Title: Sometimes She Wonders
Gillian, Cal/Gillian, angst, post-1x13 Sacrifice AU, pg-13
Author's Notes: Many thanks to my beta, tempertemper77! No spoilers past 1x13 Sacrifice, and therefore doesn't take into account any backstory we've been given in season 2. Originally a part of the plot!fic I'm working on, but I wanted to incorporate what we've learned in season 2 into that so hopefully this works as a stand-alone AU instead.
It's a bad night to be alone
But that's the way it goes
- A Fine Frenzy, Think of You
April 13th 1999
The quiet suburban street seemed too quiet and unassuming for the conversation he was having. Standing still with his cell phone pressed to his ear he wondered why he felt as if he were spinning.
"We need to give it another chance, Cal. Please, come home."
"Zo, it wasn't working for a reason. Many reasons, in fact. Those reasons aren't somehow going to disappear."
He heard her sigh - could imagine her pulling up her chair to the table, a straight flush in her hands a serene smile on her face as she knew she had her opponent trapped - and felt a gnawing at his gut.
"Okay, Cal. You're right. But just before you go, there's someone here who'd like to speak with you."
He heard the phone being passed from big hand to little hand, as he marvelled how yet again she had manipulated the situation and he'd been left with no other choice.
"Daddy? When are you coming home?"
Cal pinched the bridge of his nose exhaling slowly as he felt tears prick behind his eyelids. Everything had changed with those few words. Staring at Gillian's home, the warm light glowing from inside and the gentle heart it housed, he answered his daughter. "I'll be home soon, Em."
April 19th 1999
"I can't see you for a while."
She was standing in the doorway to her home, blocking his entrance to more than just her front room.
"Just," her voice broke as she placed her hand on his chest, "for a while. It's too hard. I need some space away from you if I'm ever going… to get over you."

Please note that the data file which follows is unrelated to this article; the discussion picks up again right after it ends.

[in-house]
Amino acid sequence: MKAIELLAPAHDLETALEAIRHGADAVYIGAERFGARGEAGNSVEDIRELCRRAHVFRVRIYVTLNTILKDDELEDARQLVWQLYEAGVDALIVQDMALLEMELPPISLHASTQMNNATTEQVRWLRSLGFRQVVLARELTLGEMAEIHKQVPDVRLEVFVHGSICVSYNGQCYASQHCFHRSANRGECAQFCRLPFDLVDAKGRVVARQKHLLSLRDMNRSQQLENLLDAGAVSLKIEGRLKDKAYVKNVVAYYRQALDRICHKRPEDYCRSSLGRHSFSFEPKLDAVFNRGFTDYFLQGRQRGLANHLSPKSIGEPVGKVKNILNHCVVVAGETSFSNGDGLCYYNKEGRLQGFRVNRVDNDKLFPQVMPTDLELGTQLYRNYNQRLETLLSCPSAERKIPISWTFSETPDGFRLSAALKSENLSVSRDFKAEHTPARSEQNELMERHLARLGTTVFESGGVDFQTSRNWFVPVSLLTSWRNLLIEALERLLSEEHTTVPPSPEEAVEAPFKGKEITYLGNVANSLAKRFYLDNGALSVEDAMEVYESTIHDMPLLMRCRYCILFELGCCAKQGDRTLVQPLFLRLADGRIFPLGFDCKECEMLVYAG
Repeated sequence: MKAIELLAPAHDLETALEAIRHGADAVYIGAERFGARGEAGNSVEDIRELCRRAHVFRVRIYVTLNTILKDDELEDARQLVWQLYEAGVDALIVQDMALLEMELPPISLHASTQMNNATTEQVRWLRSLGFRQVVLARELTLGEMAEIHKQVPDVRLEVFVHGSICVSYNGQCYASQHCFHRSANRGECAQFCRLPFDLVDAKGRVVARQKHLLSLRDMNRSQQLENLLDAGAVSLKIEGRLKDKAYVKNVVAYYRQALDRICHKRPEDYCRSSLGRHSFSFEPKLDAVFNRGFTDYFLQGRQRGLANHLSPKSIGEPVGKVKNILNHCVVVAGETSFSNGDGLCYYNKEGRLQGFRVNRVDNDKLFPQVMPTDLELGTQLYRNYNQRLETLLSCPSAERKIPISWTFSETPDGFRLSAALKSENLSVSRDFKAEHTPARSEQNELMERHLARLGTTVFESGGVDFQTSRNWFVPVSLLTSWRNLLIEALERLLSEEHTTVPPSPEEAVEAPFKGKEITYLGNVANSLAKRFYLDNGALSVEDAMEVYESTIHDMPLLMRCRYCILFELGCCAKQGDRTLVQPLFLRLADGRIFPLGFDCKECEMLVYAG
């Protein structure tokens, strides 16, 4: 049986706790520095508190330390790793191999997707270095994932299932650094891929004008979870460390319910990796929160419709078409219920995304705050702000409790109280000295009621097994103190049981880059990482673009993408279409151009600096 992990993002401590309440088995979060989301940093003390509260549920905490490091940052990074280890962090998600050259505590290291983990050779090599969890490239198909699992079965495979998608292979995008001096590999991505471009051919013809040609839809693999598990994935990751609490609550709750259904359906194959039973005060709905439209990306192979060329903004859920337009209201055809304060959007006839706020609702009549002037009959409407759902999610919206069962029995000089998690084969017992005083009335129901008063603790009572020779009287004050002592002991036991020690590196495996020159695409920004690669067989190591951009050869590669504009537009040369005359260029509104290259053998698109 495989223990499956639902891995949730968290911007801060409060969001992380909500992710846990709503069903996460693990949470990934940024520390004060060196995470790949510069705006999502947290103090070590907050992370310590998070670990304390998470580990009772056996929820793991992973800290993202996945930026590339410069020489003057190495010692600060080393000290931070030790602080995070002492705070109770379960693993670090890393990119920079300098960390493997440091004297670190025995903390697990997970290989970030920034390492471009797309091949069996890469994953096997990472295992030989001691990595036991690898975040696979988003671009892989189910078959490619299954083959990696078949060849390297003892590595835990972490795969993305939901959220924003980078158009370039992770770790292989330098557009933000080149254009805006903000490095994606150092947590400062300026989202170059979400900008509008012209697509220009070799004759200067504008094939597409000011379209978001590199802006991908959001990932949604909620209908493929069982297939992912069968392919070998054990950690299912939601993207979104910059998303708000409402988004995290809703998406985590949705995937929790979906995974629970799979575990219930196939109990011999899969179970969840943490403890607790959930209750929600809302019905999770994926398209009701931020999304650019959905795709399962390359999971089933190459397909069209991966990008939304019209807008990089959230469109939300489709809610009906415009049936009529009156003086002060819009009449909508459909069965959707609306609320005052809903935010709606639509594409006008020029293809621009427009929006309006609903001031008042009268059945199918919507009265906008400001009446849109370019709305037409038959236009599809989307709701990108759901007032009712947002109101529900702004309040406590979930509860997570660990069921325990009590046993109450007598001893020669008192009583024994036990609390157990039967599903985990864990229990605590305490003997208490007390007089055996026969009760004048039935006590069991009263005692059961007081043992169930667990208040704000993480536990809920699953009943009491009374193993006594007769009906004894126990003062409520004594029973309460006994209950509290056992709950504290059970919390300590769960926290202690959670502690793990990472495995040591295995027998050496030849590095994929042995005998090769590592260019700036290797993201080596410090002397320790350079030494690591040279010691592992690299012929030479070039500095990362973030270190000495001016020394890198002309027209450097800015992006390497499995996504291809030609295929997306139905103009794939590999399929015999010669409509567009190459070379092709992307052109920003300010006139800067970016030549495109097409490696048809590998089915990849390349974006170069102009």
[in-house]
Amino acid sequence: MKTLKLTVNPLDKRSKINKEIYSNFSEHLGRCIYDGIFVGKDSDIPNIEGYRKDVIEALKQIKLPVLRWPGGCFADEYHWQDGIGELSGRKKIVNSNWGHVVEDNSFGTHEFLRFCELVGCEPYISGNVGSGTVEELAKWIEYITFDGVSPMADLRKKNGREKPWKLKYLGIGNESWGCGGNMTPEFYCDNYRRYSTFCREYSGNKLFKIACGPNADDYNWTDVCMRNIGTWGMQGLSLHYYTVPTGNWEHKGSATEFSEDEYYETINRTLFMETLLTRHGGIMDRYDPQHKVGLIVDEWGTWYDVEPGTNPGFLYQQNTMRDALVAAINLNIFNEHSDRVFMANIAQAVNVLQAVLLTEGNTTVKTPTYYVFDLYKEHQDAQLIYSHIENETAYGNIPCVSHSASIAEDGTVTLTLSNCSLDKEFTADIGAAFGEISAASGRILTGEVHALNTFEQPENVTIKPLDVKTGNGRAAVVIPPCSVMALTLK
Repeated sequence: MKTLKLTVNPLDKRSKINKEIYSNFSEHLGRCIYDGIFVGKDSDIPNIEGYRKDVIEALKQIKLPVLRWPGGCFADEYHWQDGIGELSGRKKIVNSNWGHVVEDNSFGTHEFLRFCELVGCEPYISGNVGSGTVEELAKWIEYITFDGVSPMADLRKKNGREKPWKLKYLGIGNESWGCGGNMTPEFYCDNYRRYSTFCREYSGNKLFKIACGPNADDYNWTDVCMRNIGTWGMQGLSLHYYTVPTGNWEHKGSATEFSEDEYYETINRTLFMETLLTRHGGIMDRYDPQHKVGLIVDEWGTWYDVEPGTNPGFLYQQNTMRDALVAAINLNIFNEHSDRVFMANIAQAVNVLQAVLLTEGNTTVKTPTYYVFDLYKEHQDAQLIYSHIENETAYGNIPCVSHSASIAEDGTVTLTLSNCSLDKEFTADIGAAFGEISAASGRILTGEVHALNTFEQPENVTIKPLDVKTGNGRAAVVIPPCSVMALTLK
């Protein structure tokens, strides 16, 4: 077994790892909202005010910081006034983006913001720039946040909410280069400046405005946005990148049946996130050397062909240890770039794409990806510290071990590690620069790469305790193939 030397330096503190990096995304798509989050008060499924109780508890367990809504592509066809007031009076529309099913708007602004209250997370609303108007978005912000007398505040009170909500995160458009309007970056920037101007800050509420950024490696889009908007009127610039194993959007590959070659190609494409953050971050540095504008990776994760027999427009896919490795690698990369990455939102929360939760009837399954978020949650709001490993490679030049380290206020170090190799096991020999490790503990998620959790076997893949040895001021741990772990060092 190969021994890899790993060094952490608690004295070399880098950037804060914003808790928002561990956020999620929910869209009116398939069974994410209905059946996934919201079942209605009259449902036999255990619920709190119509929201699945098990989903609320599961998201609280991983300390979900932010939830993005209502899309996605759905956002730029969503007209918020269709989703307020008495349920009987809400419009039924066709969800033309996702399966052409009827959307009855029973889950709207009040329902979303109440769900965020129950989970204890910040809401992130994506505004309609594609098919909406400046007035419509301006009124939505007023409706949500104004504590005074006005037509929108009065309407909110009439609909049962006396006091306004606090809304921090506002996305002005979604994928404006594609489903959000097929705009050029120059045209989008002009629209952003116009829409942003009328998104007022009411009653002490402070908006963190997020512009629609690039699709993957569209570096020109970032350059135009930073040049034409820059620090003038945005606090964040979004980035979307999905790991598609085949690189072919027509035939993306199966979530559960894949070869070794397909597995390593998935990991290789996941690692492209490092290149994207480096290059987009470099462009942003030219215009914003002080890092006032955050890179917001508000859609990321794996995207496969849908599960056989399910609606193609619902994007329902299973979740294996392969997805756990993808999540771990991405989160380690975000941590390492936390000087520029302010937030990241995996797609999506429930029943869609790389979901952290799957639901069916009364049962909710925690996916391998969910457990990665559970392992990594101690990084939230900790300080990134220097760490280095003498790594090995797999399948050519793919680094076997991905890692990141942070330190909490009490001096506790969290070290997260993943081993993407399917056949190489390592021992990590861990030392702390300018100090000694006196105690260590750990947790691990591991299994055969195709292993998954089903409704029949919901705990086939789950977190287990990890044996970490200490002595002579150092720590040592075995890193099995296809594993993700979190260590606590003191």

"I don't want to lose you," he replied, desperation creeping into his voice.
She shook her head. "I don't want that either. You're in my life, Cal. I'm in your life. Perhaps not in the way that we want each other to be, but the way that it has to be." A painful pause as she choked a little on her words. "We both have to find a way to adjust to that idea." There were tears freely flowing down her cheeks, and Cal thought, tragically, that she had never looked more beautiful. She was being as honest with him as she ever had been, and it was tearing both of them apart.
"You're," it was his turn for his voice to break, "so strong."
Again, she shook her head. Her palm, still firmly on his chest, radiated heat that warmed him right to the core. "This isn't strength. I want nothing more than to be with you, to ask you to stay with me, not leave me, not do the right thing. I'm not strong, Cal. This is just me surviving the only way I know how."
His face felt damp and he suddenly realized that he, too, was crying. He was losing her and there was nothing he could do to stop it. Images of Emily flashed through his mind, her face young and hopeful and happy, and he wondered, not for the first time, why he couldn't have both that vision and the woman in front of him. Pulling Gillian towards him, her hand still resting on his chest between them and her other arm wrapping tightly around his neck, he buried his face in her hair. They clung to each other, crying, as they mourned the loss of all they could have been.